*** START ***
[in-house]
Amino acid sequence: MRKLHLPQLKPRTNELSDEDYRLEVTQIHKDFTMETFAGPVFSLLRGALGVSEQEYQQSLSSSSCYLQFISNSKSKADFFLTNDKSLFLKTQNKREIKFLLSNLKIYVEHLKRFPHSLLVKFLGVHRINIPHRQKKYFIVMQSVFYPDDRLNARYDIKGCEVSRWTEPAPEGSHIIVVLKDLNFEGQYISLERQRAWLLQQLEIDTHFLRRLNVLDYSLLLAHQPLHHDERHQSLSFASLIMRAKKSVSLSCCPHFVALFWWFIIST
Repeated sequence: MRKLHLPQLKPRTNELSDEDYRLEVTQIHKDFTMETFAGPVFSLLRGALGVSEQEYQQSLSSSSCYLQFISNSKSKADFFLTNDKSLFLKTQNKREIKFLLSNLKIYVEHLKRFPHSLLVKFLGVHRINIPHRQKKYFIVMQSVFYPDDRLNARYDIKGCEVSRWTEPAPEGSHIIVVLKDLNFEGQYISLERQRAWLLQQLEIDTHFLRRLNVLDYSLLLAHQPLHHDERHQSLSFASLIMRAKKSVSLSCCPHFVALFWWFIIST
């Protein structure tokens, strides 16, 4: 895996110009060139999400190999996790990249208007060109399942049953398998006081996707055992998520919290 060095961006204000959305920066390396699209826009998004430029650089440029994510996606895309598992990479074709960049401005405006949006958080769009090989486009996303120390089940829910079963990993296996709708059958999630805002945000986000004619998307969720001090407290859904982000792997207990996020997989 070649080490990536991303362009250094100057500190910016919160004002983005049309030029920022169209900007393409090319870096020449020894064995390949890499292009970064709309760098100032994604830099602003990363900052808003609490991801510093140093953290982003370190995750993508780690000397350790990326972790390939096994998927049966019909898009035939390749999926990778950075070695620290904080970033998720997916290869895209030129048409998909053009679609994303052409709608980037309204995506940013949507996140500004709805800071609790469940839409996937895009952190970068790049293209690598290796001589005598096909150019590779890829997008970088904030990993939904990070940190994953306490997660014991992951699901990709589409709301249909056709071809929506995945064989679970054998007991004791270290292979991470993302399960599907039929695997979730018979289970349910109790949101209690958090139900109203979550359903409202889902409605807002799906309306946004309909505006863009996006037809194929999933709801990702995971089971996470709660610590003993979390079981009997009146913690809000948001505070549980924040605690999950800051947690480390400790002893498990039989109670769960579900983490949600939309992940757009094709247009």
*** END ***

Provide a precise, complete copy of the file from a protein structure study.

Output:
[in-house]
Amino acid sequence: MRKLHLPQLKPRTNELSDEDYRLEVTQIHKDFTMETFAGPVFSLLRGALGVSEQEYQQSLSSSSCYLQFISNSKSKADFFLTNDKSLFLKTQNKREIKFLLSNLKIYVEHLKRFPHSLLVKFLGVHRINIPHRQKKYFIVMQSVFYPDDRLNARYDIKGCEVSRWTEPAPEGSHIIVVLKDLNFEGQYISLERQRAWLLQQLEIDTHFLRRLNVLDYSLLLAHQPLHHDERHQSLSFASLIMRAKKSVSLSCCPHFVALFWWFIIST
Repeated sequence: MRKLHLPQLKPRTNELSDEDYRLEVTQIHKDFTMETFAGPVFSLLRGALGVSEQEYQQSLSSSSCYLQFISNSKSKADFFLTNDKSLFLKTQNKREIKFLLSNLKIYVEHLKRFPHSLLVKFLGVHRINIPHRQKKYFIVMQSVFYPDDRLNARYDIKGCEVSRWTEPAPEGSHIIVVLKDLNFEGQYISLERQRAWLLQQLEIDTHFLRRLNVLDYSLLLAHQPLHHDERHQSLSFASLIMRAKKSVSLSCCPHFVALFWWFIIST
């Protein structure tokens, strides 16, 4: 895996110009060139999400190999996790990249208007060109399942049953398998006081996707055992998520919290 060095961006204000959305920066390396699209826009998004430029650089440029994510996606895309598992990479074709960049401005405006949006958080769009090989486009996303120390089940829910079963990993296996709708059958999630805002945000986000004619998307969720001090407290859904982000792997207990996020997989 070649080490990536991303362009250094100057500190910016919160004002983005049309030029920022169209900007393409090319870096020449020894064995390949890499292009970064709309760098100032994604830099602003990363900052808003609490991801510093140093953290982003370190995750993508780690000397350790990326972790390939096994998927049966019909898009035939390749999926990778950075070695620290904080970033998720997916290869895209030129048409998909053009679609994303052409709608980037309204995506940013949507996140500004709805800071609790469940839409996937895009952190970068790049293209690598290796001589005598096909150019590779890829997008970088904030990993939904990070940190994953306490997660014991992951699901990709589409709301249909056709071809929506995945064989679970054998007991004791270290292979991470993302399960599907039929695997979730018979289970349910109790949101209690958090139900109203979550359903409202889902409605807002799906309306946004309909505006863009996006037809194929999933709801990702995971089971996470709660610590003993979390079981009997009146913690809000948001505070549980924040605690999950800051947690480390400790002893498990039989109670769960579900983490949600939309992940757009094709247009």